Duodenal Switch Surgery in Tijuana, Mexico
Duodenal Switch Surgery
Duodenal switch is not a very commonly done procedure for most bariatric surgeons. It’s also known as a biliopancreatic diversion with duodenal switch (BPD-DS) and is reserved only for those who need bariatric surgery the most.
How Duodenal Switch Works
Duodenal switch packs a one-two punch against obesity. It does so by preventing weight gain through two surgical components: a restrictive component and a malabsorptive one.
The restrictive component involves reducing the size of the stomach. About 85 percent of the stomach is removed, reducing the stomach to the shape of a banana with a volume of about 100 to 150 milliliters or 6 ounces.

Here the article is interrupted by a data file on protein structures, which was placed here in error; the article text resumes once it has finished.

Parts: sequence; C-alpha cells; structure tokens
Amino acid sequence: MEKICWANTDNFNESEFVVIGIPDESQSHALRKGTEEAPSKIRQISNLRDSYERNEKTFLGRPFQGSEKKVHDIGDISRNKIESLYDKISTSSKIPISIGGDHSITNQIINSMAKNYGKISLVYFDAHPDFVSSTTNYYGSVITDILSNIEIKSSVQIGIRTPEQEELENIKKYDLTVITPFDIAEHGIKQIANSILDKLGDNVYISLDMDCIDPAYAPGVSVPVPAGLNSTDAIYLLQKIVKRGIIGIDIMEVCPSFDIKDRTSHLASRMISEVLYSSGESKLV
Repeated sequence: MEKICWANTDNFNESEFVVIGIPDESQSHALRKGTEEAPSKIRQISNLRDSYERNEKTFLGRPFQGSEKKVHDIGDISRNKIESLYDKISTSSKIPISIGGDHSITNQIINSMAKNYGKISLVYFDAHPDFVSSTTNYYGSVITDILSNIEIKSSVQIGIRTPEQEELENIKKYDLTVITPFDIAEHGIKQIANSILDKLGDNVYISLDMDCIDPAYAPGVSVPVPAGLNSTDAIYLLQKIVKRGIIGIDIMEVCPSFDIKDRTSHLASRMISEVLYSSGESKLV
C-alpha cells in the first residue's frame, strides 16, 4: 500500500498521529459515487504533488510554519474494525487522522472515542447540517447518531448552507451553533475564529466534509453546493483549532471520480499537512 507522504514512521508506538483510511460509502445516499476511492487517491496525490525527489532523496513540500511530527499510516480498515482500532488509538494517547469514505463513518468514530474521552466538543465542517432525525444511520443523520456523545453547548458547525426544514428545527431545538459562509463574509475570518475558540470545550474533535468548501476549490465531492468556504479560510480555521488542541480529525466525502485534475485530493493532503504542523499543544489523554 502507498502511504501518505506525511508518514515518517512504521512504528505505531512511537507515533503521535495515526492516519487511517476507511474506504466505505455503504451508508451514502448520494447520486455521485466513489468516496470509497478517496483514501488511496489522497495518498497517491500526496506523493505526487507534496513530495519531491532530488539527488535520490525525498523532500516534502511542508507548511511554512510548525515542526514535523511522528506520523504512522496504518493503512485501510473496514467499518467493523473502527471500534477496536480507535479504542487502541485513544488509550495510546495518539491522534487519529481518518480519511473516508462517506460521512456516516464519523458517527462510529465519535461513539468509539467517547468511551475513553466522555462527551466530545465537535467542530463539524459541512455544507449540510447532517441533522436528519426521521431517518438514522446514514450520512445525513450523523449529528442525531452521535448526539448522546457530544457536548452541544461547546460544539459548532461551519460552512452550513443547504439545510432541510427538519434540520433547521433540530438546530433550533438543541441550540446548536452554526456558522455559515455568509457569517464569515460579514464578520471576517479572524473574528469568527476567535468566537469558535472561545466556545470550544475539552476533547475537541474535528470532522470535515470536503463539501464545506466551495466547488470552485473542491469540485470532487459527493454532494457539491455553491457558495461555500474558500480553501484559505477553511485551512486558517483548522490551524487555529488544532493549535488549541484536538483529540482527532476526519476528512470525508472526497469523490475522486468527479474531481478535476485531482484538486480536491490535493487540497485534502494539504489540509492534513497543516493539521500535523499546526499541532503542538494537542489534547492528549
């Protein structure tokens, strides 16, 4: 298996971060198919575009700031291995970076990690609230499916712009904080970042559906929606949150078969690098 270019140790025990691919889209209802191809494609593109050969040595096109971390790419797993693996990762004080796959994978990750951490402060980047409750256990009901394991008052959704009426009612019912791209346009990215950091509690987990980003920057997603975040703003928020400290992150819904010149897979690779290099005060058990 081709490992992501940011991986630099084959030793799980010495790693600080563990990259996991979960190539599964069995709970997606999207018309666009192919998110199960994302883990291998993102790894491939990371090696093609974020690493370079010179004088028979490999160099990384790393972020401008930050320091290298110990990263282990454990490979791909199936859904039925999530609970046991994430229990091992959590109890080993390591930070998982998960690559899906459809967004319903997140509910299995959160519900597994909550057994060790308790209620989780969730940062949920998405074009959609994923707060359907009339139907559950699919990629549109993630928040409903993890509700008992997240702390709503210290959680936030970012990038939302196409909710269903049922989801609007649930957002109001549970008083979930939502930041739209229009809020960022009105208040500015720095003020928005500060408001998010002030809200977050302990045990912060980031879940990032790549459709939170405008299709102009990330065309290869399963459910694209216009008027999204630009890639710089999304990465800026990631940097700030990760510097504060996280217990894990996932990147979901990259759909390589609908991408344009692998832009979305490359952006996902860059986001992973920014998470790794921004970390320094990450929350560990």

Duodenal switch surgery is a variation of another procedure, called biliopancreatic diversion. However, the duodenal switch leaves a larger portion of the stomach intact, including the pyloric valve, which regulates the release of stomach contents into the small intestine.
As the name suggests, the duodenal switch also keeps a small part of the duodenum (the first part of the small intestine) in the digestive system. Foods mix with stomach acid, then move down into the duodenum, where they mix with bile from the gallbladder and digestive juices from the pancreas.
Unlike the restrictive part of the surgery, the intestinal bypass part of the duodenal switch is partially reversible if you are one of the people who experience malabsorptive complications.